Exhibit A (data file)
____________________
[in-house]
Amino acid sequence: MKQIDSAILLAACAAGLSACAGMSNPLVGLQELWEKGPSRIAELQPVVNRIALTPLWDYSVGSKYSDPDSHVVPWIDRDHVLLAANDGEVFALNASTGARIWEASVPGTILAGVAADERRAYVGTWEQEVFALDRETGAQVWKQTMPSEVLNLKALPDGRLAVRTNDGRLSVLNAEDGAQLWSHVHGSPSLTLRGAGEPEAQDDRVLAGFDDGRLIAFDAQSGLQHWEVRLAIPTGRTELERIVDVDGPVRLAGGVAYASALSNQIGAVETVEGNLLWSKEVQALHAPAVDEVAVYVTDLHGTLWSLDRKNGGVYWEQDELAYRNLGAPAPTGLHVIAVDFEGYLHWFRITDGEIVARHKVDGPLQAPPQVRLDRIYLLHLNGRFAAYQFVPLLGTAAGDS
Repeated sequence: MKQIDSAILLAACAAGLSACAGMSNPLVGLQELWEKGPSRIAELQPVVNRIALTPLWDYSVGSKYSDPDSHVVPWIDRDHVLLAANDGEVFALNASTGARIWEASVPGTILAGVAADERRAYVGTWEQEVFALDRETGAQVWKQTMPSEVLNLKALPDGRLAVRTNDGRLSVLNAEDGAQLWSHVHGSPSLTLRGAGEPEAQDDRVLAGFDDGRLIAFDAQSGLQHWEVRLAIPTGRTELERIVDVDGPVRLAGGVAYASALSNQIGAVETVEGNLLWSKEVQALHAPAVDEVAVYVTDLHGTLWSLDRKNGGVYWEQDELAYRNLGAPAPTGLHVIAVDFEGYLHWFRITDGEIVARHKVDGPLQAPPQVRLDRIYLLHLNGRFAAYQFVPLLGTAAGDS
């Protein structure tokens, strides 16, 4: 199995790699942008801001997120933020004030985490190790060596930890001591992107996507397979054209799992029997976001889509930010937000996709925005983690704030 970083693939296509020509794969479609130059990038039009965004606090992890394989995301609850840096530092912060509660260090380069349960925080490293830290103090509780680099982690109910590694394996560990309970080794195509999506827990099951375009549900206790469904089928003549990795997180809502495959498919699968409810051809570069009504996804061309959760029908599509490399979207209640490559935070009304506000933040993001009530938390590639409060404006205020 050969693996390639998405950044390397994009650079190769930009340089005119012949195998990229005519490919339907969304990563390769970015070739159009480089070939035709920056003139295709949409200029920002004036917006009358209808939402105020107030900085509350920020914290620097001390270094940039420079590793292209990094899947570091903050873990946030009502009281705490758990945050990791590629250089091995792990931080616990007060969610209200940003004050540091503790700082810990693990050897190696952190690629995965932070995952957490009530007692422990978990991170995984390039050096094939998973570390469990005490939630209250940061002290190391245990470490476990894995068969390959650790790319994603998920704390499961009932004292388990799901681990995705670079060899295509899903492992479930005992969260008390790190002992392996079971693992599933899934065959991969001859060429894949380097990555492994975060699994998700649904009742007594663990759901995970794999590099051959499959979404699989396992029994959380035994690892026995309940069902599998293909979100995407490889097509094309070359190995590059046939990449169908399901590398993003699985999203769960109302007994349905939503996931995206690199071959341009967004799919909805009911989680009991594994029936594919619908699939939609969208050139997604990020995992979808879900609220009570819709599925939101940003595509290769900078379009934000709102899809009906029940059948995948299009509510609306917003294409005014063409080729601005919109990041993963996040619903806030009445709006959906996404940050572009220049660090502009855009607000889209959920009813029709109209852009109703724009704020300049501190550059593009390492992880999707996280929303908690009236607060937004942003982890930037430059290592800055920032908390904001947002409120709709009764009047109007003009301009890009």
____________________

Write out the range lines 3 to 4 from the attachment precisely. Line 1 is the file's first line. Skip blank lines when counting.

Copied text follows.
Repeated sequence: MKQIDSAILLAACAAGLSACAGMSNPLVGLQELWEKGPSRIAELQPVVNRIALTPLWDYSVGSKYSDPDSHVVPWIDRDHVLLAANDGEVFALNASTGARIWEASVPGTILAGVAADERRAYVGTWEQEVFALDRETGAQVWKQTMPSEVLNLKALPDGRLAVRTNDGRLSVLNAEDGAQLWSHVHGSPSLTLRGAGEPEAQDDRVLAGFDDGRLIAFDAQSGLQHWEVRLAIPTGRTELERIVDVDGPVRLAGGVAYASALSNQIGAVETVEGNLLWSKEVQALHAPAVDEVAVYVTDLHGTLWSLDRKNGGVYWEQDELAYRNLGAPAPTGLHVIAVDFEGYLHWFRITDGEIVARHKVDGPLQAPPQVRLDRIYLLHLNGRFAAYQFVPLLGTAAGDS
């Protein structure tokens, strides 16, 4: 199995790699942008801001997120933020004030985490190790060596930890001591992107996507397979054209799992029997976001889509930010937000996709925005983690704030 970083693939296509020509794969479609130059990038039009965004606090992890394989995301609850840096530092912060509660260090380069349960925080490293830290103090509780680099982690109910590694394996560990309970080794195509999506827990099951375009549900206790469904089928003549990795997180809502495959498919699968409810051809570069009504996804061309959760029908599509490399979207209640490559935070009304506000933040993001009530938390590639409060404006205020 050969693996390639998405950044390397994009650079190769930009340089005119012949195998990229005519490919339907969304990563390769970015070739159009480089070939035709920056003139295709949409200029920002004036917006009358209808939402105020107030900085509350920020914290620097001390270094940039420079590793292209990094899947570091903050873990946030009502009281705490758990945050990791590629250089091995792990931080616990007060969610209200940003004050540091503790700082810990693990050897190696952190690629995965932070995952957490009530007692422990978990991170995984390039050096094939998973570390469990005490939630209250940061002290190391245990470490476990894995068969390959650790790319994603998920704390499961009932004292388990799901681990995705670079060899295509899903492992479930005992969260008390790190002992392996079971693992599933899934065959991969001859060429894949380097990555492994975060699994998700649904009742007594663990759901995970794999590099051959499959979404699989396992029994959380035994690892026995309940069902599998293909979100995407490889097509094309070359190995590059046939990449169908399901590398993003699985999203769960109302007994349905939503996931995206690199071959341009967004799919909805009911989680009991594994029936594919619908699939939609969208050139997604990020995992979808879900609220009570819709599925939101940003595509290769900078379009934000709102899809009906029940059948995948299009509510609306917003294409005014063409080729601005919109990041993963996040619903806030009445709006959906996404940050572009220049660090502009855009607000889209959920009813029709109209852009109703724009704020300049501190550059593009390492992880999707996280929303908690009236607060937004942003982890930037430059290592800055920032908390904001947002409120709709009764009047109007003009301009890009």